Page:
The German leader Angela Merkel must have been quite pleased with her epithet after last week's EU summit. She needn't be. The chance for real advances went begging.
Merkel does not deserve 'Iron Chancellor' epithet
BERLIN //After last week's EU summit, the German chancellor Angela Merkel does not deserve the epithet "Iron Chancellor" some commentators have given her.
True, Mrs Merkel came home with an agreement that should spare her a major domestic political headache. But she failed to secure backing for several key changes that would have made the single currency significantly more protected against storms.
Financial markets are understandably unimpressed, as an increase in risk premiums on the sovereign debt of ailing economies such as Greece and Ireland showed on Friday.
Mrs Merkel managed to strong-arm fellow leaders at the two-day meeting in Brussels into giving tentative backing for something most of them had been bitterly opposed to - a change in the wording of the Lisbon EU treaty to provide a permanent mechanism for handling future debt crises once the existing €440 billion (Dh2.26 trillion) safety net expires in mid-2013.
While everyone agrees the EU needs a permanent rescue scheme, the German demand for a treaty amendment means more arduous national ratification procedures and even referendums in some countries including Ireland, which had rejected the Lisbon Treaty in 2008.
The treaty, which streamlines decision making in the EU after its expansion to 27 members in 2004, only came into force last December after eight years of negotiation.
Mrs Merkel desperately needs the amendment to assuage the German constitutional court, which is due to rule on the legality of Berlin's contribution to the euro rescue fund, hastily arranged in May to fend off speculators on the single currency after Greece almost went bankrupt.
With a permanent, legally binding mechanism in place, she will not have to negotiate the extension of the safety net - a deeply unpopular measure in Germany where voters are incensed at having had to bail out high-debt nations - in 2013. Mrs Merkel faces a general election that year.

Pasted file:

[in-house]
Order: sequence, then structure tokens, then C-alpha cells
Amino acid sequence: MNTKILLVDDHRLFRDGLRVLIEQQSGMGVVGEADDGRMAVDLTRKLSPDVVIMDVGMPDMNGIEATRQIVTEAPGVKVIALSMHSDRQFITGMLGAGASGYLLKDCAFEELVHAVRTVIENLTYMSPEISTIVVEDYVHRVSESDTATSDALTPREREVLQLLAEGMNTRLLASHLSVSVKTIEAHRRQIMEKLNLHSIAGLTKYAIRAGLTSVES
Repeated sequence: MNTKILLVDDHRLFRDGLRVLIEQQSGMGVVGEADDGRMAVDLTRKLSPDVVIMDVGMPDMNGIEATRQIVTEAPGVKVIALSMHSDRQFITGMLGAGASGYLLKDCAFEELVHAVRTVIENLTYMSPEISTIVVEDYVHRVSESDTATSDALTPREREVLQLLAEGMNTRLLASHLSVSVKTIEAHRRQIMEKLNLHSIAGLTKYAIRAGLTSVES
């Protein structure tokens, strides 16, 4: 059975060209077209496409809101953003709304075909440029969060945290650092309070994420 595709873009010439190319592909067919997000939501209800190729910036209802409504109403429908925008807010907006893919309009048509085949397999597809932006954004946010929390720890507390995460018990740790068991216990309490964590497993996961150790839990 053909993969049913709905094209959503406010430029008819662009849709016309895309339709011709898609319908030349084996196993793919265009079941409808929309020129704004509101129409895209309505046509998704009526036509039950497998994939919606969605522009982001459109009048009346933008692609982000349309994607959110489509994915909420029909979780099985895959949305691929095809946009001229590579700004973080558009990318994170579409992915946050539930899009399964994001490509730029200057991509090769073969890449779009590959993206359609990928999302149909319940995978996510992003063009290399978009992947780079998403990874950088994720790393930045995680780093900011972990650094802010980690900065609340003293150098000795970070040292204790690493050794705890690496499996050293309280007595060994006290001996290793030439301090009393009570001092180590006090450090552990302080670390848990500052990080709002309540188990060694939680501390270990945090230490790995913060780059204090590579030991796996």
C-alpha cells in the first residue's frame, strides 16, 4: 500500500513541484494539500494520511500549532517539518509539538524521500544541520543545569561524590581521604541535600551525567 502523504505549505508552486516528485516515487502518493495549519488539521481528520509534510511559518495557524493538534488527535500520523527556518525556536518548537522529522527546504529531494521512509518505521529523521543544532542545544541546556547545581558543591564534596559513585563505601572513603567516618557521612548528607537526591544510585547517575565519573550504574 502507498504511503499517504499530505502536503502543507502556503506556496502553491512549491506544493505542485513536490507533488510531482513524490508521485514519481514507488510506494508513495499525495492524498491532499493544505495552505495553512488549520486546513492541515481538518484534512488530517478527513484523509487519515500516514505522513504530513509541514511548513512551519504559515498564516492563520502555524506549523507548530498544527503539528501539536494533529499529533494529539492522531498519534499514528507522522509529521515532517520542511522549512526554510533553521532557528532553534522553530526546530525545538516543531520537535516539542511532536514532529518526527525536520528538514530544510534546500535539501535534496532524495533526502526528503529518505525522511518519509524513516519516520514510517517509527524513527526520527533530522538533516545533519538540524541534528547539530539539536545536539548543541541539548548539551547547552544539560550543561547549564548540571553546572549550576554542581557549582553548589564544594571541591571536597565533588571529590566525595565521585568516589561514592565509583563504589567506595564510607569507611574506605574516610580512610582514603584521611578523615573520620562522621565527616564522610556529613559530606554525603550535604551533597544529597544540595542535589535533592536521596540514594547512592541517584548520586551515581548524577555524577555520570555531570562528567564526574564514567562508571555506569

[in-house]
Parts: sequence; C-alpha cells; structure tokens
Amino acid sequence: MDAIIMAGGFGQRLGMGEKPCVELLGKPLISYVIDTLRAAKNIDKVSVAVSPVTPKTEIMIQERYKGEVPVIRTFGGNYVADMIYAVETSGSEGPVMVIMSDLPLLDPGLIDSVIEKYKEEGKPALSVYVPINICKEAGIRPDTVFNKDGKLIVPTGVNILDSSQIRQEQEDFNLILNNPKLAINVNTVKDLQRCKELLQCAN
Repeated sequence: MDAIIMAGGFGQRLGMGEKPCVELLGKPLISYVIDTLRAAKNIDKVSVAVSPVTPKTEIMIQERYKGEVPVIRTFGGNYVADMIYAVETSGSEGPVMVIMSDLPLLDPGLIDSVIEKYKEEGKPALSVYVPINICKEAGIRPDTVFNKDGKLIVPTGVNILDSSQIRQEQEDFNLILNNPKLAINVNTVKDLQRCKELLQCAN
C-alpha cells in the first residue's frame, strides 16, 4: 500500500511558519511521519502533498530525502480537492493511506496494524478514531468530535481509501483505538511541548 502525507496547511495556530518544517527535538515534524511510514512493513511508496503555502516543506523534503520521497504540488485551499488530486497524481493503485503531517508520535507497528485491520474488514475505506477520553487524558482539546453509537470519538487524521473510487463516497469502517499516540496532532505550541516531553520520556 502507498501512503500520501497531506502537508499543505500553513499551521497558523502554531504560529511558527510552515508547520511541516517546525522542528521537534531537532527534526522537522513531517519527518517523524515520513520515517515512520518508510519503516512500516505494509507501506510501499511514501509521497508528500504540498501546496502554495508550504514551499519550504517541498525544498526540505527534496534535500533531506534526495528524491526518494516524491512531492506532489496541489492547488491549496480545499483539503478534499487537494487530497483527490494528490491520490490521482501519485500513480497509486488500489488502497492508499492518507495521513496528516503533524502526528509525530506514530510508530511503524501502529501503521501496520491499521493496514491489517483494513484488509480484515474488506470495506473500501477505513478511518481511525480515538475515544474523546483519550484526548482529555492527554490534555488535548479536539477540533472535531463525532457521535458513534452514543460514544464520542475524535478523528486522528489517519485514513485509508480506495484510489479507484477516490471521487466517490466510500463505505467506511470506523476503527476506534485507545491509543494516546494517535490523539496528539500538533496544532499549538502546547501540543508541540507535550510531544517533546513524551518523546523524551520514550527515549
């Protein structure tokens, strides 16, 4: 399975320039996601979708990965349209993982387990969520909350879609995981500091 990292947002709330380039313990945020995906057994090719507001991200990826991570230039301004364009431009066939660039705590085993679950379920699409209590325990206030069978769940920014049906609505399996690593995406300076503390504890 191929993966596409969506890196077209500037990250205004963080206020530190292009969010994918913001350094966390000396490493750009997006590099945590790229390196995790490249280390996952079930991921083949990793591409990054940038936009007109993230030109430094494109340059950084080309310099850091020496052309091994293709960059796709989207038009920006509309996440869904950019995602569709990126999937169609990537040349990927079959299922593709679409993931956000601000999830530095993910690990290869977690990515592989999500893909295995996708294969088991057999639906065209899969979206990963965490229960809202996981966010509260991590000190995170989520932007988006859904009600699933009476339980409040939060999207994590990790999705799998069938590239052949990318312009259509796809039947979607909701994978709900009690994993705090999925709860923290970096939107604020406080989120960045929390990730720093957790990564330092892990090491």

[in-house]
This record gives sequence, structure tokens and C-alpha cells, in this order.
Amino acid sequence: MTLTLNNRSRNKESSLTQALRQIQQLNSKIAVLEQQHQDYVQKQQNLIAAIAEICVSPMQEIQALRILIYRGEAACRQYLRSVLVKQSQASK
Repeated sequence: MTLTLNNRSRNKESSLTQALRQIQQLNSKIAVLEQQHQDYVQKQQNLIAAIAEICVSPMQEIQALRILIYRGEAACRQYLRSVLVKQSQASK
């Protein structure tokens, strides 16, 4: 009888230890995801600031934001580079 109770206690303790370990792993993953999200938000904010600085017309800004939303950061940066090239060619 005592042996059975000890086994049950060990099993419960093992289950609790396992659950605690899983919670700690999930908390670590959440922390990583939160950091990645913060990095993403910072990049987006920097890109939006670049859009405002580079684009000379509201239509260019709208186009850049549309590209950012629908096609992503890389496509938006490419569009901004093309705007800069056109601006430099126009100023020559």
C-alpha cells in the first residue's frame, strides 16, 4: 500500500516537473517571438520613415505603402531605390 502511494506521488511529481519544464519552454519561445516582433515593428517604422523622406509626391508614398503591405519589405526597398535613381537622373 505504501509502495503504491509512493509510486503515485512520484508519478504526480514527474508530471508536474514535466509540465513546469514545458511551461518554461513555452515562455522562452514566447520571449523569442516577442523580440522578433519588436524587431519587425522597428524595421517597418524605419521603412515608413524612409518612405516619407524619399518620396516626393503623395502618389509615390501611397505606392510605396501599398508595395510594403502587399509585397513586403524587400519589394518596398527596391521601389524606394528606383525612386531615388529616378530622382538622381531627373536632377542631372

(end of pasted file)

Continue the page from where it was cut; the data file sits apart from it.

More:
The treaty amendment would also provide the legal foundation for forcing private-sector bondholders to be involved in future bailouts, another German demand.
Herman Van Rompuy, the president of the European Council, will now sound out possibilities for an amendment that will be small enough to avoid a full round of ratifications and referendums. Mr Van Rompuy will report back at the EU summit in December.
Job done, Mrs Merkel, a master at side-stepping political mines, would have thought as she flew back to Berlin on Friday.
Not so. To achieve her goal, the "Iron Chancellor" went soft on the reform of the Stability Pact, the agreement designed to ensure fiscal discipline and thereby underpin the stability of the currency.
Two weeks before the summit, Mrs Merkel had procured the support of Nicolas Sarkozy, the French president, for a treaty change by dropping her demand for a quasi-automatic system of penalties on nations that persistently exceed the budget deficit ceiling of 3 per cent of GDP.
That means it will remain up to the EU's political leaders to decide who gets fined. So far, in the 13 years since the pact came into force, no country has ever been punished, even though the deficit limits have been breached dozens of times. Nations always managed to talk their way out of that painful trip to the headmaster.
So even though the EU summit endorsed plans by the European Commission, the bloc's executive body, for tougher budget rules the likelihood they will be rigorously applied remains slim.
Mrs Merkel also failed to get support for her demand that deficit wrongdoers should have their EU voting rights suspended.
For the moment, despite the evident lack of progress on the Stability Pact, the euro remains strong largely because Germany, by far the biggest economy in the EU, is booming.
But the strength of the currency is making life harder for exporters in troubled economies such as Greece and Portugal, and thereby threatens to widen economic imbalances within the 16-nation euro zone.
Last week's summit was an example of classic EU horse-trading. Investors would be foolish to believe the leaders' claims that significant progress has been made in protecting the single currency.